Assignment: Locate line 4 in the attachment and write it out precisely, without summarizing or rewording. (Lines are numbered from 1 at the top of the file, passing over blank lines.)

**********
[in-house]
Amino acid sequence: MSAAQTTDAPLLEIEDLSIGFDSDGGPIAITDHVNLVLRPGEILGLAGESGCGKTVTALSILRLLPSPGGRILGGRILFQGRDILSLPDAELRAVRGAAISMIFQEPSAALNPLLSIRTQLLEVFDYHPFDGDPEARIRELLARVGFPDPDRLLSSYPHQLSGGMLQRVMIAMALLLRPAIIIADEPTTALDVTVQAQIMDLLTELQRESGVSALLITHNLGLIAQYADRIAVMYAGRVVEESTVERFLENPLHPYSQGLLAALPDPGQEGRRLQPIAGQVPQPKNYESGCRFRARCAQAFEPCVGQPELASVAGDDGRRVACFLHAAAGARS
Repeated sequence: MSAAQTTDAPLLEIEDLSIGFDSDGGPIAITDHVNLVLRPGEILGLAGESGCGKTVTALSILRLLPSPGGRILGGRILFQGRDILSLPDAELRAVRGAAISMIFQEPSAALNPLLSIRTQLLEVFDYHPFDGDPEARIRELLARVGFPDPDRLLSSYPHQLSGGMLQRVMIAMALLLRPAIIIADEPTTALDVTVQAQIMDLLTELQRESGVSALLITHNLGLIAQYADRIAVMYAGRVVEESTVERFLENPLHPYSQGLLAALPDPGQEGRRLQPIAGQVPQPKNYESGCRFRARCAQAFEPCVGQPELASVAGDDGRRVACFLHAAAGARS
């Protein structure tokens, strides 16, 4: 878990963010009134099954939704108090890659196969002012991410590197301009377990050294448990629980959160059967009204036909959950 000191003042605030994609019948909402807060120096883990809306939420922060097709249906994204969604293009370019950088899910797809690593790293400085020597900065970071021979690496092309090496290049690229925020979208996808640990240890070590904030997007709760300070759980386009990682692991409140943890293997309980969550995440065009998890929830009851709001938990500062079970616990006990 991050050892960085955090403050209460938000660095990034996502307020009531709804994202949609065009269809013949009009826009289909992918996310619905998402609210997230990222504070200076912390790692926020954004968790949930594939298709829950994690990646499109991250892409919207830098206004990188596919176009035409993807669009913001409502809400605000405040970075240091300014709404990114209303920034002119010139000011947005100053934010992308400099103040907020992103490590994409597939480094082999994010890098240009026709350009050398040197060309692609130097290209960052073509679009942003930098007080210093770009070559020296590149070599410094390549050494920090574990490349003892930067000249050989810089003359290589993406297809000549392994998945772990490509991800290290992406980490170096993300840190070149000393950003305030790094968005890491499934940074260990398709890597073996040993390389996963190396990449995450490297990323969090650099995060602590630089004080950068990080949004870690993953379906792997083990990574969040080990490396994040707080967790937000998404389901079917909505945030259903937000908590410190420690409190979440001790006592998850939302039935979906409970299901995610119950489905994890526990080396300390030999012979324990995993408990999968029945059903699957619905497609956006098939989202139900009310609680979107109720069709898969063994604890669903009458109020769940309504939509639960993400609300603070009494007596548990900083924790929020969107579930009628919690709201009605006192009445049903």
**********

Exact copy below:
């Protein structure tokens, strides 16, 4: 878990963010009134099954939704108090890659196969002012991410590197301009377990050294448990629980959160059967009204036909959950 000191003042605030994609019948909402807060120096883990809306939420922060097709249906994204969604293009370019950088899910797809690593790293400085020597900065970071021979690496092309090496290049690229925020979208996808640990240890070590904030997007709760300070759980386009990682692991409140943890293997309980969550995440065009998890929830009851709001938990500062079970616990006990 991050050892960085955090403050209460938000660095990034996502307020009531709804994202949609065009269809013949009009826009289909992918996310619905998402609210997230990222504070200076912390790692926020954004968790949930594939298709829950994690990646499109991250892409919207830098206004990188596919176009035409993807669009913001409502809400605000405040970075240091300014709404990114209303920034002119010139000011947005100053934010992308400099103040907020992103490590994409597939480094082999994010890098240009026709350009050398040197060309692609130097290209960052073509679009942003930098007080210093770009070559020296590149070599410094390549050494920090574990490349003892930067000249050989810089003359290589993406297809000549392994998945772990490509991800290290992406980490170096993300840190070149000393950003305030790094968005890491499934940074260990398709890597073996040993390389996963190396990449995450490297990323969090650099995060602590630089004080950068990080949004870690993953379906792997083990990574969040080990490396994040707080967790937000998404389901079917909505945030259903937000908590410190420690409190979440001790006592998850939302039935979906409970299901995610119950489905994890526990080396300390030999012979324990995993408990999968029945059903699957619905497609956006098939989202139900009310609680979107109720069709898969063994604890669903009458109020769940309504939509639960993400609300603070009494007596548990900083924790929020969107579930009628919690709201009605006192009445049903």